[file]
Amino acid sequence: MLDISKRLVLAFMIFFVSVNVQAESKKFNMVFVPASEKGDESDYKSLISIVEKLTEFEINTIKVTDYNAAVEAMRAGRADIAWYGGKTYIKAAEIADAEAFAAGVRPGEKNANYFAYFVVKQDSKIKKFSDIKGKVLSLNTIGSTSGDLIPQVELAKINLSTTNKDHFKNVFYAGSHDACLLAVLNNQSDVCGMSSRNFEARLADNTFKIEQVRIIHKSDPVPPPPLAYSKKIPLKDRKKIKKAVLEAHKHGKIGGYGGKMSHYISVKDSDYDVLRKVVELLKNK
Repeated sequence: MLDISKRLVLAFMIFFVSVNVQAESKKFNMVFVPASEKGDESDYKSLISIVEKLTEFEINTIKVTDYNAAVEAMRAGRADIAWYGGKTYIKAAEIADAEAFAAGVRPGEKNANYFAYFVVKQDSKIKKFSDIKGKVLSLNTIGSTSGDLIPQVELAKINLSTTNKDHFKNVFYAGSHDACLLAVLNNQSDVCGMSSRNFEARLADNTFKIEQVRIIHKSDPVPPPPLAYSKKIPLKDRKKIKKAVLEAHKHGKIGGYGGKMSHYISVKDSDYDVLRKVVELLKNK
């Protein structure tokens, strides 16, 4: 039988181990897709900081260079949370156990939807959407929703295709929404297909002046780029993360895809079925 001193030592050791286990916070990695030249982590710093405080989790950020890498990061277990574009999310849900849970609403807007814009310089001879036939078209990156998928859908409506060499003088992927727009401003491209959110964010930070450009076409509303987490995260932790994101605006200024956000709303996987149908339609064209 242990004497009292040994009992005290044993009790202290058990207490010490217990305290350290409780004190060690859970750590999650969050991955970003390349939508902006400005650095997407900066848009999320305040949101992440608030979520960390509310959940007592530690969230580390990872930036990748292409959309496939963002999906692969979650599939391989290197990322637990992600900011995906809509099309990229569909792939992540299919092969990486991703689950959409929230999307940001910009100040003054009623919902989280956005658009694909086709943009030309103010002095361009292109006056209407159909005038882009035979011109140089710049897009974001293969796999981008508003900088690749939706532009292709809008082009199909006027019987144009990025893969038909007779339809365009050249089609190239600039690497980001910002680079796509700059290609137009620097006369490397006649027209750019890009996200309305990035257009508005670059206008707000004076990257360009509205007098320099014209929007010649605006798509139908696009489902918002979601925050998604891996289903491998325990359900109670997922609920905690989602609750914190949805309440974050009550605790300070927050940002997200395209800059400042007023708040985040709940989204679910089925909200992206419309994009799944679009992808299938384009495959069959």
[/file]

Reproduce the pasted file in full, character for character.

Amino acid sequence: MLDISKRLVLAFMIFFVSVNVQAESKKFNMVFVPASEKGDESDYKSLISIVEKLTEFEINTIKVTDYNAAVEAMRAGRADIAWYGGKTYIKAAEIADAEAFAAGVRPGEKNANYFAYFVVKQDSKIKKFSDIKGKVLSLNTIGSTSGDLIPQVELAKINLSTTNKDHFKNVFYAGSHDACLLAVLNNQSDVCGMSSRNFEARLADNTFKIEQVRIIHKSDPVPPPPLAYSKKIPLKDRKKIKKAVLEAHKHGKIGGYGGKMSHYISVKDSDYDVLRKVVELLKNK
Repeated sequence: MLDISKRLVLAFMIFFVSVNVQAESKKFNMVFVPASEKGDESDYKSLISIVEKLTEFEINTIKVTDYNAAVEAMRAGRADIAWYGGKTYIKAAEIADAEAFAAGVRPGEKNANYFAYFVVKQDSKIKKFSDIKGKVLSLNTIGSTSGDLIPQVELAKINLSTTNKDHFKNVFYAGSHDACLLAVLNNQSDVCGMSSRNFEARLADNTFKIEQVRIIHKSDPVPPPPLAYSKKIPLKDRKKIKKAVLEAHKHGKIGGYGGKMSHYISVKDSDYDVLRKVVELLKNK
């Protein structure tokens, strides 16, 4: 039988181990897709900081260079949370156990939807959407929703295709929404297909002046780029993360895809079925 001193030592050791286990916070990695030249982590710093405080989790950020890498990061277990574009999310849900849970609403807007814009310089001879036939078209990156998928859908409506060499003088992927727009401003491209959110964010930070450009076409509303987490995260932790994101605006200024956000709303996987149908339609064209 242990004497009292040994009992005290044993009790202290058990207490010490217990305290350290409780004190060690859970750590999650969050991955970003390349939508902006400005650095997407900066848009999320305040949101992440608030979520960390509310959940007592530690969230580390990872930036990748292409959309496939963002999906692969979650599939391989290197990322637990992600900011995906809509099309990229569909792939992540299919092969990486991703689950959409929230999307940001910009100040003054009623919902989280956005658009694909086709943009030309103010002095361009292109006056209407159909005038882009035979011109140089710049897009974001293969796999981008508003900088690749939706532009292709809008082009199909006027019987144009990025893969038909007779339809365009050249089609190239600039690497980001910002680079796509700059290609137009620097006369490397006649027209750019890009996200309305990035257009508005670059206008707000004076990257360009509205007098320099014209929007010649605006798509139908696009489902918002979601925050998604891996289903491998325990359900109670997922609920905690989602609750914190949805309440974050009550605790300070927050940002997200395209800059400042007023708040985040709940989204679910089925909200992206419309994009799944679009992808299938384009495959069959």